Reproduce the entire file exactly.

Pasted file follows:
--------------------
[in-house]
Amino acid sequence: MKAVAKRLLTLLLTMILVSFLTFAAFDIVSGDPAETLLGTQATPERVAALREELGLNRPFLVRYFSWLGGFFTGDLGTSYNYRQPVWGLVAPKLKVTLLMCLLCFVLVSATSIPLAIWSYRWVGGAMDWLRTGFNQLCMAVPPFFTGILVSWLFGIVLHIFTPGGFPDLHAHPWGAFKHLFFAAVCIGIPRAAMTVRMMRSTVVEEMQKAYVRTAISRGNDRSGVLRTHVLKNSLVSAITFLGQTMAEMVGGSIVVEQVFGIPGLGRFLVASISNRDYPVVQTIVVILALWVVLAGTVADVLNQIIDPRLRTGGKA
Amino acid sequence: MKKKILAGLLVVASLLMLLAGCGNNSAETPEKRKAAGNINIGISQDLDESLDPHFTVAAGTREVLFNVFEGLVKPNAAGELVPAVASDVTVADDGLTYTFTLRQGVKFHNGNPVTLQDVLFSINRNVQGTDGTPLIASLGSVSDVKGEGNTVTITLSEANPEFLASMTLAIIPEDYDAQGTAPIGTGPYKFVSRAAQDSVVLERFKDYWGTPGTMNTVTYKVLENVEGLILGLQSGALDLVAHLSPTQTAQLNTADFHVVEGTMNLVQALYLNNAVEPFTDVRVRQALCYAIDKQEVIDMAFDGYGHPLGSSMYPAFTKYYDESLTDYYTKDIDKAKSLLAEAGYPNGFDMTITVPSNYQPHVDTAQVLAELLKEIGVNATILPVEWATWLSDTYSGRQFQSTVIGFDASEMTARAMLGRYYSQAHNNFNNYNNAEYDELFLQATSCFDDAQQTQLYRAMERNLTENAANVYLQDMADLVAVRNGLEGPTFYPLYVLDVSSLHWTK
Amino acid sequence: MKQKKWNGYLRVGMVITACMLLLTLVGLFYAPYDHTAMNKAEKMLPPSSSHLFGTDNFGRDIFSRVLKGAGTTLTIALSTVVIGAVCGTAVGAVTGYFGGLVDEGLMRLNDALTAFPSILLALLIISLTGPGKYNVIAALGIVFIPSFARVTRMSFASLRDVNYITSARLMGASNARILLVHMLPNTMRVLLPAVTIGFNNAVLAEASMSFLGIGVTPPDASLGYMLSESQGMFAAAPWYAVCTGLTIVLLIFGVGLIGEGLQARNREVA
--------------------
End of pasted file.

[in-house]
Amino acid sequence: MKAVAKRLLTLLLTMILVSFLTFAAFDIVSGDPAETLLGTQATPERVAALREELGLNRPFLVRYFSWLGGFFTGDLGTSYNYRQPVWGLVAPKLKVTLLMCLLCFVLVSATSIPLAIWSYRWVGGAMDWLRTGFNQLCMAVPPFFTGILVSWLFGIVLHIFTPGGFPDLHAHPWGAFKHLFFAAVCIGIPRAAMTVRMMRSTVVEEMQKAYVRTAISRGNDRSGVLRTHVLKNSLVSAITFLGQTMAEMVGGSIVVEQVFGIPGLGRFLVASISNRDYPVVQTIVVILALWVVLAGTVADVLNQIIDPRLRTGGKA
Amino acid sequence: MKKKILAGLLVVASLLMLLAGCGNNSAETPEKRKAAGNINIGISQDLDESLDPHFTVAAGTREVLFNVFEGLVKPNAAGELVPAVASDVTVADDGLTYTFTLRQGVKFHNGNPVTLQDVLFSINRNVQGTDGTPLIASLGSVSDVKGEGNTVTITLSEANPEFLASMTLAIIPEDYDAQGTAPIGTGPYKFVSRAAQDSVVLERFKDYWGTPGTMNTVTYKVLENVEGLILGLQSGALDLVAHLSPTQTAQLNTADFHVVEGTMNLVQALYLNNAVEPFTDVRVRQALCYAIDKQEVIDMAFDGYGHPLGSSMYPAFTKYYDESLTDYYTKDIDKAKSLLAEAGYPNGFDMTITVPSNYQPHVDTAQVLAELLKEIGVNATILPVEWATWLSDTYSGRQFQSTVIGFDASEMTARAMLGRYYSQAHNNFNNYNNAEYDELFLQATSCFDDAQQTQLYRAMERNLTENAANVYLQDMADLVAVRNGLEGPTFYPLYVLDVSSLHWTK
Amino acid sequence: MKQKKWNGYLRVGMVITACMLLLTLVGLFYAPYDHTAMNKAEKMLPPSSSHLFGTDNFGRDIFSRVLKGAGTTLTIALSTVVIGAVCGTAVGAVTGYFGGLVDEGLMRLNDALTAFPSILLALLIISLTGPGKYNVIAALGIVFIPSFARVTRMSFASLRDVNYITSARLMGASNARILLVHMLPNTMRVLLPAVTIGFNNAVLAEASMSFLGIGVTPPDASLGYMLSESQGMFAAAPWYAVCTGLTIVLLIFGVGLIGEGLQARNREVA